Experience Camps is helping children heal after loss by connecting them with the great outdoors.
Posted in , Apr 27, 2017
A different kind of summer camp is hoping to help kids learn to grieve.
Sara Deren and her husband, John, run Experience Camps, a bereavement camp dedicated to helping boys and girls deal with tragic loss in a communal setting at Camp Manitou in Maine.
The couple had been running a regular summer camp for boys for years before being contacted by Camp Tapawingo, a girls’ camp, also in Maine, that had been running a free bereavement program. The girls’ camp wanted to know if Deren and her husband would be interested in offering a similar free week-long grief program for boys.
For Deren, it seemed like the answer to a question she had been asking for a while.
“We were looking for a way to expand what we were doing,” Deren tells Guideposts.org.
Deren worked with the head clinician at the girl’s camp to get a plan in place and hire a clinical director for their own grief program called Experience Camps. They came in to train camp staffers, volunteers and counselors – many of whom were Camp Manitou alumni – on how to speak the language of grief and relate to the children they’d be helping.
In 2009, the program hosted 27 boys. Just a few years later and Experience Camps are now serving 500 boys and girls in states all across the U.S – Maine, New York, California and soon, Georgia. The program is open to anyone 9 to 16 years old who has experienced a devastating loss.
The combination of community, physical activity and healing work seamlessly at Camp Manitou, mostly because the emphasis isn’t on clinical therapy – something Deren doesn’t think the camp is able to offer in just one week -- but on sharing experiences and having fun.
Everything at camp is tailored to provide encouragement, support and empowerment to the children who attend. It begins when the kids get on the bus.. Some fly in from states away, others are more local but they all meet at specific pick up spots to begin their journey to camp together.
“We want the kids to begin their bonding when they get on the bus and start to meet other kids,” Deren says of why the ride is so important. “Another part of it just emotionally and psychologically is that we want the kids to able to leave their parents and not the other way around. They’ve already had experiences where they had something or someone taken away from them that was out of their control. So this is one little, very subtle way that’s giving them some control in saying, ‘Ok you’re going to get on the bus and drive away. Your parent is not going to bring you to camp and then leave.’ So even just that subtle shift it kind of helps them feel like that have some ownership over the experience that they have at camp.”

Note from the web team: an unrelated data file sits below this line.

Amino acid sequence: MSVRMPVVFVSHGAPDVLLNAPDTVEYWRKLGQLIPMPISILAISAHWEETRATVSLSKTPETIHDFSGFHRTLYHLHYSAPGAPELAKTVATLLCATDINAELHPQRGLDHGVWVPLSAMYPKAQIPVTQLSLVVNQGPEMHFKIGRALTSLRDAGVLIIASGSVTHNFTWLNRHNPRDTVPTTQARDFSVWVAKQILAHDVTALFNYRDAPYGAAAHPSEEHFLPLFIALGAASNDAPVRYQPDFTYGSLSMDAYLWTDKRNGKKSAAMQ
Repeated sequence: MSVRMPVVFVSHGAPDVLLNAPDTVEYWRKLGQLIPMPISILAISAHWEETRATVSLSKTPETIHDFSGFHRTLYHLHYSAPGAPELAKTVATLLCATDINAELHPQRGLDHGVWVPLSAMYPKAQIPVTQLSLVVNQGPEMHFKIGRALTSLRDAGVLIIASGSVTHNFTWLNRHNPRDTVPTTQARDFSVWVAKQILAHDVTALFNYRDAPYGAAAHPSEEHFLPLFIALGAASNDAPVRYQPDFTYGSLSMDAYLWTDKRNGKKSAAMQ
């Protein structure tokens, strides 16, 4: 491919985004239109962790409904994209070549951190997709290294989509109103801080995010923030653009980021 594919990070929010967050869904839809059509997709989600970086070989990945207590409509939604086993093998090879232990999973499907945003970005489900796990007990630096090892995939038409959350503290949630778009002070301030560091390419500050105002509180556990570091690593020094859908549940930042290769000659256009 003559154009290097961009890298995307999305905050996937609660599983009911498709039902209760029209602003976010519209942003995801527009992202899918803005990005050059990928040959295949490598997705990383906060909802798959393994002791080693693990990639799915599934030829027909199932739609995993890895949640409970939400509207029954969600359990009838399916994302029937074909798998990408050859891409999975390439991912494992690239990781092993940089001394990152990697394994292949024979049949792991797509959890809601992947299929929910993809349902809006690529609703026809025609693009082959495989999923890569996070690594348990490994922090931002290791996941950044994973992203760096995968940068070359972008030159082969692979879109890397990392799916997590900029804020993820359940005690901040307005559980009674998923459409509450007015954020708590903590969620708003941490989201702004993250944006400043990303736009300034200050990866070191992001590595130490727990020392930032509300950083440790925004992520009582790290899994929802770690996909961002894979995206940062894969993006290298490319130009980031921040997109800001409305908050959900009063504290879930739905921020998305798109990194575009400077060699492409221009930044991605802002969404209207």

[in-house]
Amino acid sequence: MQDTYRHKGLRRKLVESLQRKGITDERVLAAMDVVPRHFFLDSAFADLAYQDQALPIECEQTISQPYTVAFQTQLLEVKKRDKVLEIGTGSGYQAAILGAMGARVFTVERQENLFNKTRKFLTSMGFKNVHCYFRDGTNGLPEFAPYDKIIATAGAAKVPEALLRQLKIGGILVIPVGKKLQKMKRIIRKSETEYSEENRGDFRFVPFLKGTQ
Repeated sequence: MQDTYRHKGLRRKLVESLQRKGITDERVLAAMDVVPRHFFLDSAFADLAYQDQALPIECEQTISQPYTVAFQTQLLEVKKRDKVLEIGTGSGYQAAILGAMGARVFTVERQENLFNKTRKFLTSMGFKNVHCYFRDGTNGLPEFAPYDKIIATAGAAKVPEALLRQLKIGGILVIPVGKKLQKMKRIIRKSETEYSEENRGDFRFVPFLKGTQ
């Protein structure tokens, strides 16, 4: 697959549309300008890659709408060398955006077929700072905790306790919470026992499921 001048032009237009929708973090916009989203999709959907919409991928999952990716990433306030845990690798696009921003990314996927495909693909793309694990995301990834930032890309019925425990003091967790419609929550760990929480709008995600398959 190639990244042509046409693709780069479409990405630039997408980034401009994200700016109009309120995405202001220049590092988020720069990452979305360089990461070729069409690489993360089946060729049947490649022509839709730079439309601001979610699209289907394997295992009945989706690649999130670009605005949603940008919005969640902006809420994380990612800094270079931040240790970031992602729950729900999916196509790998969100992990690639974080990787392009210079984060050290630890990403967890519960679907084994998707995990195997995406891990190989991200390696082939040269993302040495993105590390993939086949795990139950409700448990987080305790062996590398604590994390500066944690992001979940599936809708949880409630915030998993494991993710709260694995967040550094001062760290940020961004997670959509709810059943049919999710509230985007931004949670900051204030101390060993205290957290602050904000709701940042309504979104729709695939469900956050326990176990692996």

They’re assigned bunks, just like at a regular summer camp, they take their meals in the dining hall and they participate in physical activities. Hiking, swimming, canoeing, rock climbing, arts and crafts – everything and anything is available as electives. They spend most of the day outside, participating in team building exercises, tournaments and friendly sports matches until it’s time for a few special electives you wouldn’t see on a normal camp itinerary.
The kids participate in something called “sharing circles” with their assigned counselors, clinicians and fellow bunk mates. The time is dedicated to telling and listening to each other’s stories. Some kids share, others just sit quietly, but Deren says all the children get something from hearing that they’re not alone in their grief.
“What happens, particularly in that first circle, is that for many of them it’s the first time they shared their story so that helps them start to adapt to the loss, just by repeating the story. There’s something healing about that,” Deren explains. “The other part of it is they’re hearing other kids’ stories and thinking ‘There are other people like me. There are other people who get what I’ve gone through.’”
Besides sharing circles, camp clinicians and counselors offer coping methods for stress and anxiety – two things children dealing with traumatic loss often experience. Breathing exercises and body drawing help kids identify where they’re holding stress and how they’re feeling, something that can be difficult for younger campers suffering with loss.
Older campers are encouraged to mentor the younger generation and Deren says that while her staff of volunteers and professionals do all they can to help the kids, it’s the bonds the children form with each other that make the biggest difference.
“They’re able to take something terrible that’s happened to them that they’ve dealt with for a long time and transfer it in a positive way to help someone else,” Deren says. “It becomes part of their healing and the younger campers are like, ‘Wow this big kid is helping me. That feels good.’ And it also inspires them to want to be that kid when they get older so all of a sudden they feel hope; they feel like there’s something to look forward to in their journey, that there’s something ahead. ‘If this kid can be okay, I probably can be too.’”
Deren hopes the camps can help de-stigmatize grief, opening up conversations between adults and children on loss and how to heal from it.
“The way that people grieve can be different and there isn’t just one way to do it,” Deren says. “I think if the adults start having those conversations more openly it trickles down to the way kids feel about it. It lets them know that it’s normal. So for Experience Camps, I want us to become part of that conversation and to be able to amplify that conversation so that kids can feel less isolated through their experiences with grief.”